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Controlling draft during blizzard?

Post in 'The Hearth Room - Wood Stoves and Fireplaces' started by danham, Feb 9, 2013.

  1. danham

    danham Member

    Joined:
    Jan 12, 2012
    Messages:
    88
    Loc:
    Cape Cod, MA
    With power out to hundreds of thousands in our area (our own going on/off for 30 mins at a time over the last 12 hrs), the insert is more than earning its purchase price, especially today with the outdoor temp dropping fast on the back side of this amazing storm.

    But a question about draft. Winds here have gusted as high as 77 mph overnight and are "only" gusting to about 55 now. During some gusts the fire gets a bunch more air regardless of where the draft control is set. So far no problems caused by this, other than using up more wood, but curious if there are any tricks I should know about to deal with these conditions.

    Thanks,

    -dan

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  2. pen

    pen There are some who call me...mod. Staff Member

    Joined:
    Aug 2, 2007
    Messages:
    7,094
    Loc:
    N.E. Penna
    With an insert, not much you can do other than control the amount of fuel you load into the stove.

    In this situation with high winds and potential for power outage which means you'll lose your blower, I'd be loading the stove with less fuel at a time. Hate to see you overheat the unit on a full load if you lose the use of that blower.

    Just took me an hour and a half to clean up the 8 inches we received. Good luck dealing with much worse in your area.

    pen
  3. Dune

    Dune Minister of Fire

    Joined:
    Jan 14, 2008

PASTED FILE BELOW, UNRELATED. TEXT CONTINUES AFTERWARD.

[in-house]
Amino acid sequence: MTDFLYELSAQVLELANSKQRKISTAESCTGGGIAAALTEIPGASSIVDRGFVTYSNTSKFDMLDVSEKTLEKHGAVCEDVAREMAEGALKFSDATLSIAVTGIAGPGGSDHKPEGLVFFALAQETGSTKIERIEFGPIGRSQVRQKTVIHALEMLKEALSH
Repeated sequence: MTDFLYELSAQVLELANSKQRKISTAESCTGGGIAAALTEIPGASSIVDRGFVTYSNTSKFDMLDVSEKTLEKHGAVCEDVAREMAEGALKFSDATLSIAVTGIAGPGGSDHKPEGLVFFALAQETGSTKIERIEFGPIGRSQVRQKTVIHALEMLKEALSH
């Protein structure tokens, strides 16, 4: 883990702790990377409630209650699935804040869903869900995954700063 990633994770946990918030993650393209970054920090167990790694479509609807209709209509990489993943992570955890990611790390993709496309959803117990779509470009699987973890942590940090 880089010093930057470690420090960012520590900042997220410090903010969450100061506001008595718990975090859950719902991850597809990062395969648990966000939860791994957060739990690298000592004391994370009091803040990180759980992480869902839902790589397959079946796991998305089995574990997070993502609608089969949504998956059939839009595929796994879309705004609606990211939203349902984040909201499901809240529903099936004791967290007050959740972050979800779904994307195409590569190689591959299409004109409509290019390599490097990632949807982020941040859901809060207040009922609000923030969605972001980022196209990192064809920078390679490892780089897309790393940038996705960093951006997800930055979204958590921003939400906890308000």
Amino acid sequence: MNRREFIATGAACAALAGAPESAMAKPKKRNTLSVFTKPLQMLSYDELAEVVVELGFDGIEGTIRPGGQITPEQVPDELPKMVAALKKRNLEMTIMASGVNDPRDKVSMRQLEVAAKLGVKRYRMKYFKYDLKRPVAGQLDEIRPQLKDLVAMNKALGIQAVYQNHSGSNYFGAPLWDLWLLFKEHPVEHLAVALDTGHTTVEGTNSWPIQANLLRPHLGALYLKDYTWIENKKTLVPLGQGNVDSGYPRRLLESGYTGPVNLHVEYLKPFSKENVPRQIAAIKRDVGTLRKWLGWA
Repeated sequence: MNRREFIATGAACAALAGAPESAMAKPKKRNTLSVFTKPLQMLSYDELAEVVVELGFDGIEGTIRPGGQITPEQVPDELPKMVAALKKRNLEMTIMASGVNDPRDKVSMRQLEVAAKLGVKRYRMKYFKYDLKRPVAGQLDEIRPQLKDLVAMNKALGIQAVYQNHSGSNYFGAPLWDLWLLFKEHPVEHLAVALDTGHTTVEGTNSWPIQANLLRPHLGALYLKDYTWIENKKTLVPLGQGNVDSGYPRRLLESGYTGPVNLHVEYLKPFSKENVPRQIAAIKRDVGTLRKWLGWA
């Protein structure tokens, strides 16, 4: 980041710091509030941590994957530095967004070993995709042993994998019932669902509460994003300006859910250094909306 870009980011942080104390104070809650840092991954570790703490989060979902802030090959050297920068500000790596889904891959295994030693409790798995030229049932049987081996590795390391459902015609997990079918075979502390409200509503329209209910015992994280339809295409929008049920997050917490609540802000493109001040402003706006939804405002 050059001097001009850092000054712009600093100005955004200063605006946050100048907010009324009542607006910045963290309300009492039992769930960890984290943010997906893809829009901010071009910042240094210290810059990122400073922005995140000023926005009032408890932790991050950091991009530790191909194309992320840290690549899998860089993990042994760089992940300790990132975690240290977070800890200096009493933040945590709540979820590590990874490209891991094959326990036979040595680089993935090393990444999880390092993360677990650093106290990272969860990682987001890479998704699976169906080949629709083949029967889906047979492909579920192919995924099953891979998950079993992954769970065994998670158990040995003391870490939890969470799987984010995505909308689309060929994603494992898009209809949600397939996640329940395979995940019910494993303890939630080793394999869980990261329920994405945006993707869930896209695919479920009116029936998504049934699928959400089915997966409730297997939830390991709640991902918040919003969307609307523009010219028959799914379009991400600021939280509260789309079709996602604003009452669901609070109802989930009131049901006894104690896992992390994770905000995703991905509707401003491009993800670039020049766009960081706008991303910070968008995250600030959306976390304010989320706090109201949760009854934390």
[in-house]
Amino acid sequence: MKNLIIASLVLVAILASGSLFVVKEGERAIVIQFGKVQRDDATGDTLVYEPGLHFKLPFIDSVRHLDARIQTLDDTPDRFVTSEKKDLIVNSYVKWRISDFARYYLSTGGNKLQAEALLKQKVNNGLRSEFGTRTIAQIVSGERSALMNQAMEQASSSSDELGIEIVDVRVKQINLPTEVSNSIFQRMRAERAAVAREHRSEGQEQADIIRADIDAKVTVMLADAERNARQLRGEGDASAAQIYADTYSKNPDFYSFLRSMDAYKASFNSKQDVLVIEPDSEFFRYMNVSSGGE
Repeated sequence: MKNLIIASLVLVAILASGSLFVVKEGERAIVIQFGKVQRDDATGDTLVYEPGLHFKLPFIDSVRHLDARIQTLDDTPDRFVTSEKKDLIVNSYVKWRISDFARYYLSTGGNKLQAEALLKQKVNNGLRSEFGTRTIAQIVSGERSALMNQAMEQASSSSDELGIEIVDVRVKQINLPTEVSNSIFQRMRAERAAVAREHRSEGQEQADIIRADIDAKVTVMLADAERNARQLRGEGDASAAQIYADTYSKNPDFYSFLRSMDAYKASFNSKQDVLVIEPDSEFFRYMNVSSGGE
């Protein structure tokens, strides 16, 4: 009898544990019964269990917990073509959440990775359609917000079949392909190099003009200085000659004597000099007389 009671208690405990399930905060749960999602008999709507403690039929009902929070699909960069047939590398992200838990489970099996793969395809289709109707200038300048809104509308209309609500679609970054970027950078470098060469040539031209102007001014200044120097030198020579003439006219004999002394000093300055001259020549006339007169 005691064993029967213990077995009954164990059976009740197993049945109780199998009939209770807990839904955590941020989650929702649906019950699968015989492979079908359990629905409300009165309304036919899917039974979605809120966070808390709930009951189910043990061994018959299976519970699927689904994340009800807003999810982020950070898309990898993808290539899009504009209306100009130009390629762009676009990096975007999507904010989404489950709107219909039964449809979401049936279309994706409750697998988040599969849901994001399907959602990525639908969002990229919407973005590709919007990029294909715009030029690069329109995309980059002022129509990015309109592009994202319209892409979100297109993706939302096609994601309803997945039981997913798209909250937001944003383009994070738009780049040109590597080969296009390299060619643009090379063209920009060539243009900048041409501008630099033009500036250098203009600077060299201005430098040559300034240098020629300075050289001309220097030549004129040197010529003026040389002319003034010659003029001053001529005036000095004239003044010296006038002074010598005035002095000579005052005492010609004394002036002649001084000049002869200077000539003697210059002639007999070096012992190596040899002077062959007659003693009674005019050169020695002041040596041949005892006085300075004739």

Messages:
    2,793
    Loc:
    Commonwealth Of Massachussetts
    I topped of the load at 1:00 a.m.
    I set the air lower than normal due to the high winds.
    At 6:00 a.m., I was chilly and checked the stove, figuring I hadn't lowered the air enough, but the opposite was true.
    The firebox was mostly full.
    Sometimes you just guess wrong.
  4. danham

    danham Member

    Joined:
    Jan 12, 2012
    Messages:
    88
    Loc:
    Cape Cod, MA
    Thanks - good advice. Power is on right now, but it's been off for 30+ minutes at a time intermittently over the last 15 hours and 51% of our town is out (93% of neighboring town).

    I yanked some of the "tin" off the insert to improve air flow but gotta say the difference - both via IR gun measurement and seat of the pants - is negligible. Maybe that dual-wall insulated chimney liner is doing its job [g].

    -dan
  5. ddahlgren

    ddahlgren Feeling the Heat

    Joined:
    Apr 18, 2011
    Messages:
    448
    Loc:
    SE CT
    I ONLY have 28 inches and supposed to snow for a couple hours around noon and start blowing again. I have food wine and cigarettes and a bunch of wood in the basement.

    I do think there is a lot to be said for a free standing stove instead of an insert if you are looking for a lot of heat. I think thre is a lot to be said for my grandfather's hand fired coal stove. Half the time he used a kerosene storm lantern the a electric light. He treated electricity like it would make you sick if you used too much. At least no candles on the Christmas tree..
    pen likes this.

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